We’ve seen that loving relationships can reduce stress, anxiety, and depression — a fact that may give the immune system a boost. Researchers at Carnegie Mellon University found that people who exhibit positive emotions are less likely to get sick after exposure to cold or flu viruses. The study, published in Psychosomatic Medicine,compared people who were happy and calm with those who appeared anxious, hostile, or depressed.Source
“Saying no when you are reaching your limit can be very empowering! People will respect your boundaries and be more appreciative of your time when you do agree to take on a favor or additional responsibility. Be firm but polite. Practice saying “no” in the mirror to gain confidence!”Source
Looking on the bright side increases your ability to experience happiness in your day-to-day life while helping you cope more effectively with stress.
A light heart lives long. ~ Shakespeare
You can stop once in a while and just ask yourself, “Am I present?” And bring your awareness to your breath, [and] all into your body.
In the present moment, there’s no more stress. Stress is the anticipation of something in the future so it’s in your imagination or something that you regret in the past. But in this moment there’s no stress.
source: Reducing Stress
Love To Run
Chapter 16 ~ Coach Kappa Adds Pressure to Lisa
All members of the Jaguars varsity were going to states even though only eight would run. The Jaguars were on the team bus at seven a.m. States were held at the Governor Clara Geyser State Park an hour and a half away. The championship race was scheduled to start at 10 a.m. Coach Kappa wanted the team to arrive with plenty of time to warm up before the race and talk strategy.
Lisa sat with Marie across the aisle from Mia and Leah. Five miles from the state park, Lisa heard her text ringtone. She pulled it out of her backpack. A text from Nicole.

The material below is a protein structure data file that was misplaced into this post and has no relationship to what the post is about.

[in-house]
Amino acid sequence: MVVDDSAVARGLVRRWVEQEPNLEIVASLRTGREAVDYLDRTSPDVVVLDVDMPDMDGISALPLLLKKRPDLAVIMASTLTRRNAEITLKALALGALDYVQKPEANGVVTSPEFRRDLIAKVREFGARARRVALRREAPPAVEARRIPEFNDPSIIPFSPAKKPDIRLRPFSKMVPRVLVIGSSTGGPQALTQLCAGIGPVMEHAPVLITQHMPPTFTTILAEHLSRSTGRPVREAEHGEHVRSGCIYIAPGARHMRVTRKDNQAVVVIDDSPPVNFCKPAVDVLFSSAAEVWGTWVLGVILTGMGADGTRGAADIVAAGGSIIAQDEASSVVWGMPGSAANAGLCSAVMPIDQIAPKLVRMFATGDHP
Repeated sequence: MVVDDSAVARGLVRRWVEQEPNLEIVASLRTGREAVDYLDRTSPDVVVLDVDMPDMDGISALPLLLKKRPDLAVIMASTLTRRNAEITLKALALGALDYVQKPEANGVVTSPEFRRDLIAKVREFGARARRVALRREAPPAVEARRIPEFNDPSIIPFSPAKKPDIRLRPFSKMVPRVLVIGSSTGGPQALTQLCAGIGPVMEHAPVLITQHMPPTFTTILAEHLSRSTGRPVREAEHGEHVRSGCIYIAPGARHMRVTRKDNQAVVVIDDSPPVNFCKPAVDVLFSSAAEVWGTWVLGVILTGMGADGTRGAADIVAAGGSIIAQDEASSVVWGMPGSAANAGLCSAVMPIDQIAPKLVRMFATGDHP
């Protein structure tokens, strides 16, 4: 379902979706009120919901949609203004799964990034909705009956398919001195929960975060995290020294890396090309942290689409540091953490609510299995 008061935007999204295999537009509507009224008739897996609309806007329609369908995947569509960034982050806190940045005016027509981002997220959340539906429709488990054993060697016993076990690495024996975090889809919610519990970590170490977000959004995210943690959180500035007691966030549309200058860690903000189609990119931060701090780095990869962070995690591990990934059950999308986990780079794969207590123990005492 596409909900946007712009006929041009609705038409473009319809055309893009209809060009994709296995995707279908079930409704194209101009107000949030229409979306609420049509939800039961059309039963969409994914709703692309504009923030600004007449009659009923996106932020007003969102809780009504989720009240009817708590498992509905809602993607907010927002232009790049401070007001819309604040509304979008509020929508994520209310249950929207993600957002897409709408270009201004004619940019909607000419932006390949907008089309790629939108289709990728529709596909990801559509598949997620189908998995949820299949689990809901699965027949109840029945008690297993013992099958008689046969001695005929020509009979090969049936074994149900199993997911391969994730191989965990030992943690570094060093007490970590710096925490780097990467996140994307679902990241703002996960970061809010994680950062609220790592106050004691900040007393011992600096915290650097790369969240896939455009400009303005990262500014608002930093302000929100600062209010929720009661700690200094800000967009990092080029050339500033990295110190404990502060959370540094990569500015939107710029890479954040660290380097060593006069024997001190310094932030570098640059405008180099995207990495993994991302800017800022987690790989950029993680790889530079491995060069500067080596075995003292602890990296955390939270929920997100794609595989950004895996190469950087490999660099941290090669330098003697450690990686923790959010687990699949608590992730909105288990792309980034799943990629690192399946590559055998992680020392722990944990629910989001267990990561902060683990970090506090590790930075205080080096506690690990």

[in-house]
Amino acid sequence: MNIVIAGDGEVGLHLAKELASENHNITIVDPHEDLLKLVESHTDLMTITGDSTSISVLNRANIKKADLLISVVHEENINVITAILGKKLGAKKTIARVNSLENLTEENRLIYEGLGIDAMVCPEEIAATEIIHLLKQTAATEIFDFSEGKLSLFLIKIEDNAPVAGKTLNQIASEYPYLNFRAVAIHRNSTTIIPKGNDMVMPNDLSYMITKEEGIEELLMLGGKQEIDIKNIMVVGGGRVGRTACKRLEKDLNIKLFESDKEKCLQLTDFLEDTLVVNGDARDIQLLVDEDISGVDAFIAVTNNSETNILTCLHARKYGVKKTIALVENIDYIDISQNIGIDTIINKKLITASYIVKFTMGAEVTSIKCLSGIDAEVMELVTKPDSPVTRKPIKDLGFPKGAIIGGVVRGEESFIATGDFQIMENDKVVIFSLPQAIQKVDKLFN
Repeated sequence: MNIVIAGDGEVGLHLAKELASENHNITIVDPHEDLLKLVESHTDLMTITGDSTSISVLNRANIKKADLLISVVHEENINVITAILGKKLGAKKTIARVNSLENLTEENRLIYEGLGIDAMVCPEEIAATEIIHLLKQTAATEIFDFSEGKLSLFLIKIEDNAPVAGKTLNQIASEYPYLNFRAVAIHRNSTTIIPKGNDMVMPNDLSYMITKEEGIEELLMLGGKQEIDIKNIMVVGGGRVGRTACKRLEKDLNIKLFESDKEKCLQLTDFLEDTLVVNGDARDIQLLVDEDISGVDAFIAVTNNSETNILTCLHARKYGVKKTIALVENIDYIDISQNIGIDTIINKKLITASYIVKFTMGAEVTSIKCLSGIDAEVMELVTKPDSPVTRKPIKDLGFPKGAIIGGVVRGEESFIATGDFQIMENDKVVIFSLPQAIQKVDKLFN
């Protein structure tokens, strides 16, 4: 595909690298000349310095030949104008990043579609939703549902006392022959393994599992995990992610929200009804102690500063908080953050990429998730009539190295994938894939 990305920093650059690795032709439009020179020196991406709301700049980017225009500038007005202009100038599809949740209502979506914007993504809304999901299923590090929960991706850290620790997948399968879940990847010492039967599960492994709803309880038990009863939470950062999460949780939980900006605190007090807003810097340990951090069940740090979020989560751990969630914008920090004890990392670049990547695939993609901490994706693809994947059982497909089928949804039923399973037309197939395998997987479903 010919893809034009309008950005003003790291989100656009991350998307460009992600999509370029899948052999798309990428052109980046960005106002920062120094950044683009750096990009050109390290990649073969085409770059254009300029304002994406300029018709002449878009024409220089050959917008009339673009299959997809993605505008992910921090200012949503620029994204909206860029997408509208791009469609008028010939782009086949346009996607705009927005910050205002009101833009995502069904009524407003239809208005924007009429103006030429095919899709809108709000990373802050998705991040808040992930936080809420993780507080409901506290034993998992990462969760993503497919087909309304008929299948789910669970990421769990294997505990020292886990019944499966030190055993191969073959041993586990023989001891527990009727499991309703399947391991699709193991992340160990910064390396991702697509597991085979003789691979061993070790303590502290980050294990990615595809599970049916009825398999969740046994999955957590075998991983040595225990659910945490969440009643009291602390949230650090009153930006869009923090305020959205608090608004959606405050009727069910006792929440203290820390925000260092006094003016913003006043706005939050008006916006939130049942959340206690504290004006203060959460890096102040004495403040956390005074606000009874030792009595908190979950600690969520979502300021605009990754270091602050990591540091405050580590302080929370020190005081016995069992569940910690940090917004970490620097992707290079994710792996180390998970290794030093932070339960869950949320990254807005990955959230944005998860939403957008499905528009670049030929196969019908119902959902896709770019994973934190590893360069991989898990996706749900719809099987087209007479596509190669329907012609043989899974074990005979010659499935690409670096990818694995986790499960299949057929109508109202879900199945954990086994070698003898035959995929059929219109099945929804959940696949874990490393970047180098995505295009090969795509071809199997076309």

Good Luck Lisa! I dreamed you ran a great race. Text as soon as you can.
Lisa texted back:
The bus arrived at 9:05 a.m. The parking lot was already filling with school busses and cars. The driver parked the bus near the back edge of the parking lot. Coach Kappa stood up and spoke to the runners.
“Remember, you are the champions. You will be the champions until someone beats you. Do not let anyone intimidate you. If anyone trash talks, ignore it. We’re the champs, we’ve been here before. We know how champions act. Did you see the dam we crossed on the way here?”
The runners nodded.
Coach Kappa said, “The dam is an important part of the race. You’re going to cross the dam and once across the course leaves the main road and veers to the left. Pay attention, it comes fast right after you cross the dam. You’ll run the perimeter of the reservoir before heading toward Falcon’s Hill. Falcon’s Hill looks a lot like Mason’s Hill. I think it’s about twenty yards longer and maybe a degree steeper. Use the hill to your advantage. It can make or break runners in an important race. Once at you get to the bottom of Falcon’s Hill, the course goes for about a mile on a country road through rolling country terrain before returning to the large recreational area below the dam. I am going to have Jane and Debra standing one hundred yards before you begin to enter the recreational area. When you see them, you’ll know that a fifty yard downhill into the recreational area below the dam is coming up. Pick it up, don’t wait. Once your at the bottom of the dam, the course veers sharply left onto the large grassy area. At that point it’s a 300 meter sprint to the finish line. Any questions?”